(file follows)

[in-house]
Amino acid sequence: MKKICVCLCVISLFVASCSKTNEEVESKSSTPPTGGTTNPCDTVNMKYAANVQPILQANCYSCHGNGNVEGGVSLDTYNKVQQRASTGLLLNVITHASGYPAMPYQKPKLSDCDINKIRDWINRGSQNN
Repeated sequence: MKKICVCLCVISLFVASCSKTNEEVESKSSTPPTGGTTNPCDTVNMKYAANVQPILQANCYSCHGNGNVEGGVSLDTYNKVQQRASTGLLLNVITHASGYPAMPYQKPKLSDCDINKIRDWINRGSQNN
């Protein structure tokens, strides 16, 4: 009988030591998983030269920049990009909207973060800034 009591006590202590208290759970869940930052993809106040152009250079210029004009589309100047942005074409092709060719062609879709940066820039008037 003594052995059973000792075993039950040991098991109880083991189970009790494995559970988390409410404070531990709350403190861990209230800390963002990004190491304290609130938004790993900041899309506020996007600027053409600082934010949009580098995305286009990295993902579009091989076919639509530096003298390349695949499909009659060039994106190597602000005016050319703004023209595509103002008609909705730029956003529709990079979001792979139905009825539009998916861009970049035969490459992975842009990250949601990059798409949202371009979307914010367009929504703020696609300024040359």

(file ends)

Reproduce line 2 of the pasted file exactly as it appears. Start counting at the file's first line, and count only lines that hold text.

Amino acid sequence: MKKICVCLCVISLFVASCSKTNEEVESKSSTPPTGGTTNPCDTVNMKYAANVQPILQANCYSCHGNGNVEGGVSLDTYNKVQQRASTGLLLNVITHASGYPAMPYQKPKLSDCDINKIRDWINRGSQNN